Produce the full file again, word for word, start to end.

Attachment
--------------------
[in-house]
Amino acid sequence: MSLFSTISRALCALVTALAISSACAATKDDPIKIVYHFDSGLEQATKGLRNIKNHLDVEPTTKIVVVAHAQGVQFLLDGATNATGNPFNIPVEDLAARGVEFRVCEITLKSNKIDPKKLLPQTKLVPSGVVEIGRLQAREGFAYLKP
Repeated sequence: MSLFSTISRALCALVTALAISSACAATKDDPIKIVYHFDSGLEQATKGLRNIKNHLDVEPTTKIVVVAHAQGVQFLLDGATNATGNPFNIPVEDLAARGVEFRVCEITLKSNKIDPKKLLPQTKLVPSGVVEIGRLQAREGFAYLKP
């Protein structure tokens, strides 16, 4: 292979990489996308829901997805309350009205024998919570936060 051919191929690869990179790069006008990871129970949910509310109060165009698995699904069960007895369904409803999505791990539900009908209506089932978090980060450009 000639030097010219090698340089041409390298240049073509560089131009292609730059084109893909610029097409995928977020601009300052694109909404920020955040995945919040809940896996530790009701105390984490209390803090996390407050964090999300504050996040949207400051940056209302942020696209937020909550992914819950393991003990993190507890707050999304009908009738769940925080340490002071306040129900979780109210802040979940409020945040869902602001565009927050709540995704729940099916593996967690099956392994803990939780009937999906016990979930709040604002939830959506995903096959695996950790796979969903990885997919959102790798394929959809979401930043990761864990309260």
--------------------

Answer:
[in-house]
Amino acid sequence: MSLFSTISRALCALVTALAISSACAATKDDPIKIVYHFDSGLEQATKGLRNIKNHLDVEPTTKIVVVAHAQGVQFLLDGATNATGNPFNIPVEDLAARGVEFRVCEITLKSNKIDPKKLLPQTKLVPSGVVEIGRLQAREGFAYLKP
Repeated sequence: MSLFSTISRALCALVTALAISSACAATKDDPIKIVYHFDSGLEQATKGLRNIKNHLDVEPTTKIVVVAHAQGVQFLLDGATNATGNPFNIPVEDLAARGVEFRVCEITLKSNKIDPKKLLPQTKLVPSGVVEIGRLQAREGFAYLKP
């Protein structure tokens, strides 16, 4: 292979990489996308829901997805309350009205024998919570936060 051919191929690869990179790069006008990871129970949910509310109060165009698995699904069960007895369904409803999505791990539900009908209506089932978090980060450009 000639030097010219090698340089041409390298240049073509560089131009292609730059084109893909610029097409995928977020601009300052694109909404920020955040995945919040809940896996530790009701105390984490209390803090996390407050964090999300504050996040949207400051940056209302942020696209937020909550992914819950393991003990993190507890707050999304009908009738769940925080340490002071306040129900979780109210802040979940409020945040869902602001565009927050709540995704729940099916593996967690099956392994803990939780009937999906016990979930709040604002939830959506995903096959695996950790796979969903990885997919959102790798394929959809979401930043990761864990309260």